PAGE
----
A key theme that many of the authors touch on is the importance of working well with others outside the usual naval milieu, such as those from another service, a different agency, and from other countries. Why is the ability to work across these divides so important?

It sounds clichéd but in Washington, D.C. it truly is all about relationships. Perhaps one reason for this is that the scope of issues on which people work on in Washington are so broad that no one person—whether an action officer managing a portfolio or a senior leader responsible for a large organization—can affect change on their own. As a result, having a friend or colleague to call for advice, help, support, or advocacy can be invaluable as you seek to “move your ball down the field.” 

But building those relationships and establishing trust takes a great deal of time—in fact, it often spans the entire length of one’s tour. Consequently, by starting a job having already done some preparatory reading on your new role, how your organization fits into the broader scheme, and the general processes that govern your job —in other words, the information we focus on in this book—you can start developing those relationships on Day One.

While most of the book focuses on serving at the Pentagon a significant part of it looks at roles “across the river,” where a person in uniform may be embedded within civilian staff and institutions. These can range from working at the White House, in a think tank, or with congress. What is valuable about these kinds of roles and experiences?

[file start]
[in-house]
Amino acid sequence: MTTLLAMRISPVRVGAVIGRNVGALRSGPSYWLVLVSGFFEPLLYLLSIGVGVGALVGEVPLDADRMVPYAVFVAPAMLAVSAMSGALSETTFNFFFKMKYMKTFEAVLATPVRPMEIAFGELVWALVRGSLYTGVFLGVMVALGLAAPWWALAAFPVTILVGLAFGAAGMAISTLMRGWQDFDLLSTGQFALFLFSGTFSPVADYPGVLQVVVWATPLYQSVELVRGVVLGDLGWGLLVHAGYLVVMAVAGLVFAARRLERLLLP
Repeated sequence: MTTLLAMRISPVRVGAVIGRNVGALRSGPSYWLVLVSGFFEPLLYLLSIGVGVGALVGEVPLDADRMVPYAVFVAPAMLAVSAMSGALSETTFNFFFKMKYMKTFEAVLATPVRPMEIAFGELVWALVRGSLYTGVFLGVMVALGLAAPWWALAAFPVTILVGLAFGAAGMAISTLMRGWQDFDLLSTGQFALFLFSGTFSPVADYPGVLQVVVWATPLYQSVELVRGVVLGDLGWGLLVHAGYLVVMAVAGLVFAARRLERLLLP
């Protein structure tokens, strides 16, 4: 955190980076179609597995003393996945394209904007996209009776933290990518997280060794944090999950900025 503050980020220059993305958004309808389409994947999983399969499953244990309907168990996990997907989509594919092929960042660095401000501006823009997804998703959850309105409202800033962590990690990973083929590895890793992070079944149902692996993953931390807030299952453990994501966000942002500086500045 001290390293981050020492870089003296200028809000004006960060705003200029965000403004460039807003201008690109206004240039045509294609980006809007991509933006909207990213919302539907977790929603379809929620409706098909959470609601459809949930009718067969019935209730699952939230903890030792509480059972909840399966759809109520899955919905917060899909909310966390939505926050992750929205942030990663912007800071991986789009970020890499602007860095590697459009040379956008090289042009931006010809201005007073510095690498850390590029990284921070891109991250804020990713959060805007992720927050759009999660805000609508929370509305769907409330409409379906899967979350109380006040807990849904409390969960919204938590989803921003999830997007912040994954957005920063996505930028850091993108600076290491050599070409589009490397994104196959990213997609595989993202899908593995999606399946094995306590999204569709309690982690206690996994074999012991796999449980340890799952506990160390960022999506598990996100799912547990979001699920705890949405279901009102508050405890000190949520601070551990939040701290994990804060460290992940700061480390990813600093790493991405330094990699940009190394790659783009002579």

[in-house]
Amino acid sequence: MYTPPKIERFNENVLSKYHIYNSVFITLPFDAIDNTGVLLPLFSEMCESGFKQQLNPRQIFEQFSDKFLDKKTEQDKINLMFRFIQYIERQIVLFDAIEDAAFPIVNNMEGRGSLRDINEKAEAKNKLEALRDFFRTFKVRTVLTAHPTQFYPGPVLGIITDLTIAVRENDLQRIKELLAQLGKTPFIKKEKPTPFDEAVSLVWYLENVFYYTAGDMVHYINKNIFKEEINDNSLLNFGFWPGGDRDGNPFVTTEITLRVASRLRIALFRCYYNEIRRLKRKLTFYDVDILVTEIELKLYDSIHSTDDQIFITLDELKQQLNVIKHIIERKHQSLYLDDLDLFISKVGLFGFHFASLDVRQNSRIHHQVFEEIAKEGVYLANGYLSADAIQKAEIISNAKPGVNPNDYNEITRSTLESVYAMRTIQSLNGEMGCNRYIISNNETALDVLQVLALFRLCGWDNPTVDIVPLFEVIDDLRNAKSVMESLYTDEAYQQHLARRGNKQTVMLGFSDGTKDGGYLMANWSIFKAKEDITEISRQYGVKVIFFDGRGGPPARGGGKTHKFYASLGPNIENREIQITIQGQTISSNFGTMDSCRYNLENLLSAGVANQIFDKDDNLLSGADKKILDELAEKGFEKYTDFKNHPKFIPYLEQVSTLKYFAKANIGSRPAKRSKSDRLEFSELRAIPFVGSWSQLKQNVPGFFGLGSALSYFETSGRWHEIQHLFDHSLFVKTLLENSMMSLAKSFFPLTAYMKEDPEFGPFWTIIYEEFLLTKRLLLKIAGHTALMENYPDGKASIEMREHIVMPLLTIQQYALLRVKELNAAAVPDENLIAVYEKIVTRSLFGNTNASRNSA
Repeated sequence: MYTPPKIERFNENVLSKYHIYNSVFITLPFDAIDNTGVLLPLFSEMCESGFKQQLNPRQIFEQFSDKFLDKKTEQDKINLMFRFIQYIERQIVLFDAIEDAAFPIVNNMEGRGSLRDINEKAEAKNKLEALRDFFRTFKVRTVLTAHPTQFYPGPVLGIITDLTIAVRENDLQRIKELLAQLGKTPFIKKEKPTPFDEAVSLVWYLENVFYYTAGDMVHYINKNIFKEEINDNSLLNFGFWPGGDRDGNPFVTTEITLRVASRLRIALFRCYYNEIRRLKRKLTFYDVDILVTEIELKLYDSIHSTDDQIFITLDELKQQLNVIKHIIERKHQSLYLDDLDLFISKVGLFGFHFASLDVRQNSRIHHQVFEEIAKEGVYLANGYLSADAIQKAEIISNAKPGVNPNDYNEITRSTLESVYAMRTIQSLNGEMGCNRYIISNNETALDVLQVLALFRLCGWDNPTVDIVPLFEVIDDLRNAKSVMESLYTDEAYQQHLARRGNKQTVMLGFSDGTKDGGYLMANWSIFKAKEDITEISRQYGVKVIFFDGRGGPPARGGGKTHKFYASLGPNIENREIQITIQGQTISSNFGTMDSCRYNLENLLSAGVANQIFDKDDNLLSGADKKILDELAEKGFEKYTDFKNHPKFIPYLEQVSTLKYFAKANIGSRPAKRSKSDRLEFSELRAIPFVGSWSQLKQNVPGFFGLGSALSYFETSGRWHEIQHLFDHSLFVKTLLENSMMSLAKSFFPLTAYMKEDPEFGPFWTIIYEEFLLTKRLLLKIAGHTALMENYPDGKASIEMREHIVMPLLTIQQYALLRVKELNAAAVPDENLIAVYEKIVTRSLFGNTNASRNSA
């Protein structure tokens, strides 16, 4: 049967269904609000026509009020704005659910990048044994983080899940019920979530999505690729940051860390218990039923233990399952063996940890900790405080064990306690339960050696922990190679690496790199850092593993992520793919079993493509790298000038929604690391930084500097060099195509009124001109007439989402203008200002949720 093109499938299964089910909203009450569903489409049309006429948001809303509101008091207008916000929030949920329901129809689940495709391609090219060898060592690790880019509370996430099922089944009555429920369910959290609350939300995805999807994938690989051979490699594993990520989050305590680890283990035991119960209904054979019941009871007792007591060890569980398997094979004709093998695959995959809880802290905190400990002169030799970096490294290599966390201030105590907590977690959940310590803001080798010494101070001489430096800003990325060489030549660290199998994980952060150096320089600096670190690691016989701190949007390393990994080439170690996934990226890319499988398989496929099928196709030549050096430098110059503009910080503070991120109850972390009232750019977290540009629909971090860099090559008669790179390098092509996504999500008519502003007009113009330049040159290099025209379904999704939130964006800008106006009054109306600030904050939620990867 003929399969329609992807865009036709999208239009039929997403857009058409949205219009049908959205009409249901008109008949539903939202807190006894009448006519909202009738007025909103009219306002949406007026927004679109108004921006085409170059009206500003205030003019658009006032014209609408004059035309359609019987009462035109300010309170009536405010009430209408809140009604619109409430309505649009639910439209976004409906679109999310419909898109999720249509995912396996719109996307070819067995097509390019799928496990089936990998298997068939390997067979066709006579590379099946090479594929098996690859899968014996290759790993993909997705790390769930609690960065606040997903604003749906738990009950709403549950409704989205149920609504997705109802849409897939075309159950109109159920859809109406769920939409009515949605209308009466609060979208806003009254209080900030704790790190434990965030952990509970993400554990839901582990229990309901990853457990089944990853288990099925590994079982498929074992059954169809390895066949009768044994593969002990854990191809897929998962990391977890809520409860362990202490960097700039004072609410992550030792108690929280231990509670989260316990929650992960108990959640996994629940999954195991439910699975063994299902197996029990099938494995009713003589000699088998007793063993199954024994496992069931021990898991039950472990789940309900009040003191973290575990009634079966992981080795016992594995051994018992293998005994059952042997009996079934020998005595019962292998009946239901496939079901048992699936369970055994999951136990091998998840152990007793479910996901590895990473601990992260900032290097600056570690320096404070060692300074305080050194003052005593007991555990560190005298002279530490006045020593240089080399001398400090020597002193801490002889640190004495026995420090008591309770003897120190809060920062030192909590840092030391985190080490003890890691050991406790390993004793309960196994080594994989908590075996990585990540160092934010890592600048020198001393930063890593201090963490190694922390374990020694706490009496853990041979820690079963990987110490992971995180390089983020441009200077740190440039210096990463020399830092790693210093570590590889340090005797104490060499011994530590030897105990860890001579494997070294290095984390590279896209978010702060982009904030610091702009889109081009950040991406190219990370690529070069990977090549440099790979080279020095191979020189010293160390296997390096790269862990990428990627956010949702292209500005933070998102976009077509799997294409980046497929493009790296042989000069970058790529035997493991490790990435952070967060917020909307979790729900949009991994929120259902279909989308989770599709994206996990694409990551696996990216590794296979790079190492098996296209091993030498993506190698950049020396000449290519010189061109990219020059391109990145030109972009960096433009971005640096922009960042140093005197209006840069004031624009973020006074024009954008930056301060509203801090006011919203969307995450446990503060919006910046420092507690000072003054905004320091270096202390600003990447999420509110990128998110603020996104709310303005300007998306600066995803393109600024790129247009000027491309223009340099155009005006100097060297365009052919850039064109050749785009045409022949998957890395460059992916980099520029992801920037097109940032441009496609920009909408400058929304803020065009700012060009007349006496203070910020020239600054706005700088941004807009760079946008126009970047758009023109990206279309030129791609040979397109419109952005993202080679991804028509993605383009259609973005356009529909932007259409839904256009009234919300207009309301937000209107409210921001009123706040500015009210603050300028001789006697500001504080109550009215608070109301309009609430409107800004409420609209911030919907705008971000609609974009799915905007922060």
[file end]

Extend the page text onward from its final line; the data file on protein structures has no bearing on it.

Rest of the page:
Just as the Pentagon could be considered the military’s “corporate headquarters,” so too is Washington, D.C. the center of all national policy- and decision-making (which extends well beyond just military matters). And so as Admiral Jim Stavridis (ret.) mentions in the book’s foreword, one of the rewarding things about service in Washington, D.C.—even for uniformed service-members—is the opportunity to work with, or even within, other organizations that impact our government and country.

Active duty personnel are assigned to the White House, National Security Council, State Department, Capitol Hill, think tanks, research organizations, and academic institutions—and are exposed to the deliberations, inner workings, and decisions that will affect the nation and, in some cases, the world. While these experiences are valuable, sending this cadre of officers back to the Fleet can not only help the Navy contribute more effectively to the interagency, but will also position these folks to take on greater responsibility in our organizations in the future.

It is noted throughout the book that a tour at the Pentagon and in the Washington D.C. area can be an especially rewarding experience. What is unique about the professional experience that can be earned through these tours?